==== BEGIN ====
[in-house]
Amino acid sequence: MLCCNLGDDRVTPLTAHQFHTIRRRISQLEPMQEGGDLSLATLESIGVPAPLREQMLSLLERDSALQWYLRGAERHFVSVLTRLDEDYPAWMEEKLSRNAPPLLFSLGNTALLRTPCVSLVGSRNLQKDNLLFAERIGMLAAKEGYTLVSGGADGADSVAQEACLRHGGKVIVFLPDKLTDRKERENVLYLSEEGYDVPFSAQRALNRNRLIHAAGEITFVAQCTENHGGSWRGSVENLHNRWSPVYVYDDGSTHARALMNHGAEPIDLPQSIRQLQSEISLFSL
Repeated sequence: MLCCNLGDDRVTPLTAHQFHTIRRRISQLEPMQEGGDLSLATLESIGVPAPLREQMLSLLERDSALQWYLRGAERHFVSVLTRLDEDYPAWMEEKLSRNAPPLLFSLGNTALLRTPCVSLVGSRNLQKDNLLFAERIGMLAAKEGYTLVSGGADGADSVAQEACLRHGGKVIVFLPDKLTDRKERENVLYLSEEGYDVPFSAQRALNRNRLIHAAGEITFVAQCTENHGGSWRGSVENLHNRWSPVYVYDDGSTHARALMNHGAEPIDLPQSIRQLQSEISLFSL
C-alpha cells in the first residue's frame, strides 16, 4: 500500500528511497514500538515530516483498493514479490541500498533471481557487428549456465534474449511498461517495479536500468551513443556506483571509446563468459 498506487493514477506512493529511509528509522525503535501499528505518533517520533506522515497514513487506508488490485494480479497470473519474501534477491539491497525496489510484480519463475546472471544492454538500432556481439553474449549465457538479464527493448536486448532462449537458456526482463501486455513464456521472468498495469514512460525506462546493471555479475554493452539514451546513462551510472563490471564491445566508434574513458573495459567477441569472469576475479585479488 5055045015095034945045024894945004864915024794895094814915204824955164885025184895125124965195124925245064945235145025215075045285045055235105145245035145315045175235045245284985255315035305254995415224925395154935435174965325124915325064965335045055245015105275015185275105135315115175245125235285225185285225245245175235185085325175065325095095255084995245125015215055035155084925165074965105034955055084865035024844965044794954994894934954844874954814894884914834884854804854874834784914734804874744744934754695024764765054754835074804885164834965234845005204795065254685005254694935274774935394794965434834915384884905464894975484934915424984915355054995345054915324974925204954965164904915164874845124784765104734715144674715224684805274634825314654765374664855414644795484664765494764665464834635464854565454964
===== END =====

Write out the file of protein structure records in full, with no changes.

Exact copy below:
[in-house]
Amino acid sequence: MLCCNLGDDRVTPLTAHQFHTIRRRISQLEPMQEGGDLSLATLESIGVPAPLREQMLSLLERDSALQWYLRGAERHFVSVLTRLDEDYPAWMEEKLSRNAPPLLFSLGNTALLRTPCVSLVGSRNLQKDNLLFAERIGMLAAKEGYTLVSGGADGADSVAQEACLRHGGKVIVFLPDKLTDRKERENVLYLSEEGYDVPFSAQRALNRNRLIHAAGEITFVAQCTENHGGSWRGSVENLHNRWSPVYVYDDGSTHARALMNHGAEPIDLPQSIRQLQSEISLFSL
Repeated sequence: MLCCNLGDDRVTPLTAHQFHTIRRRISQLEPMQEGGDLSLATLESIGVPAPLREQMLSLLERDSALQWYLRGAERHFVSVLTRLDEDYPAWMEEKLSRNAPPLLFSLGNTALLRTPCVSLVGSRNLQKDNLLFAERIGMLAAKEGYTLVSGGADGADSVAQEACLRHGGKVIVFLPDKLTDRKERENVLYLSEEGYDVPFSAQRALNRNRLIHAAGEITFVAQCTENHGGSWRGSVENLHNRWSPVYVYDDGSTHARALMNHGAEPIDLPQSIRQLQSEISLFSL
C-alpha cells in the first residue's frame, strides 16, 4: 500500500528511497514500538515530516483498493514479490541500498533471481557487428549456465534474449511498461517495479536500468551513443556506483571509446563468459 498506487493514477506512493529511509528509522525503535501499528505518533517520533506522515497514513487506508488490485494480479497470473519474501534477491539491497525496489510484480519463475546472471544492454538500432556481439553474449549465457538479464527493448536486448532462449537458456526482463501486455513464456521472468498495469514512460525506462546493471555479475554493452539514451546513462551510472563490471564491445566508434574513458573495459567477441569472469576475479585479488 5055045015095034945045024894945004864915024794895094814915204824955164885025184895125124965195124925245064945235145025215075045285045055235105145245035145315045175235045245284985255315035305254995415224925395154935435174965325124915325064965335045055245015105275015185275105135315115175245125235285225185285225245245175235185085325175065325095095255084995245125015215055035155084925165074965105034955055084865035024844965044794954994894934954844874954814894884914834884854804854874834784914734804874744744934754695024764765054754835074804885164834965234845005204795065254685005254694935274774935394794965434834915384884905464894975484934915424984915355054995345054915324974925204954965164904915164874845124784765104734715144674715224684805274634825314654765374664855414644795484664765494764665464834635464854565454964